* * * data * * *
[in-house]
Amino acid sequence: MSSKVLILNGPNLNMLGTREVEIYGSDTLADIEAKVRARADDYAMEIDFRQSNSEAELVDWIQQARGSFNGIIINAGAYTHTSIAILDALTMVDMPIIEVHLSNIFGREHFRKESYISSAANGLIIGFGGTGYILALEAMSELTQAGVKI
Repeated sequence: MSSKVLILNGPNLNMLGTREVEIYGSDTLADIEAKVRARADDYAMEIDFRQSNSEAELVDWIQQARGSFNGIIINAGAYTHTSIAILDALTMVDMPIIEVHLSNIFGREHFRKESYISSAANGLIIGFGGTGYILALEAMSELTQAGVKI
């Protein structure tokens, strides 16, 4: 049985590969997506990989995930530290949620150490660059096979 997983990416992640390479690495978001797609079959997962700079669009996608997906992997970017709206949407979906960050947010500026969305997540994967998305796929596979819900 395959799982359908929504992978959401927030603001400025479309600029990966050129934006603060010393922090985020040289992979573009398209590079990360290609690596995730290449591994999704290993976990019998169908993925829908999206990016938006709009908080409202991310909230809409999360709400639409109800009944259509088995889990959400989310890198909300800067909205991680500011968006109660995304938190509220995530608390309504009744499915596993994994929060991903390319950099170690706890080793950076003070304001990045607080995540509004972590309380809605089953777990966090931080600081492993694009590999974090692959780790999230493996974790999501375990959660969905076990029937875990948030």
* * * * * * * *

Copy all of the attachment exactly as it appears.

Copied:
[in-house]
Amino acid sequence: MSSKVLILNGPNLNMLGTREVEIYGSDTLADIEAKVRARADDYAMEIDFRQSNSEAELVDWIQQARGSFNGIIINAGAYTHTSIAILDALTMVDMPIIEVHLSNIFGREHFRKESYISSAANGLIIGFGGTGYILALEAMSELTQAGVKI
Repeated sequence: MSSKVLILNGPNLNMLGTREVEIYGSDTLADIEAKVRARADDYAMEIDFRQSNSEAELVDWIQQARGSFNGIIINAGAYTHTSIAILDALTMVDMPIIEVHLSNIFGREHFRKESYISSAANGLIIGFGGTGYILALEAMSELTQAGVKI
């Protein structure tokens, strides 16, 4: 049985590969997506990989995930530290949620150490660059096979 997983990416992640390479690495978001797609079959997962700079669009996608997906992997970017709206949407979906960050947010500026969305997540994967998305796929596979819900 395959799982359908929504992978959401927030603001400025479309600029990966050129934006603060010393922090985020040289992979573009398209590079990360290609690596995730290449591994999704290993976990019998169908993925829908999206990016938006709009908080409202991310909230809409999360709400639409109800009944259509088995889990959400989310890198909300800067909205991680500011968006109660995304938190509220995530608390309504009744499915596993994994929060991903390319950099170690706890080793950076003070304001990045607080995540509004972590309380809605089953777990966090931080600081492993694009590999974090692959780790999230493996974790999501375990959660969905076990029937875990948030």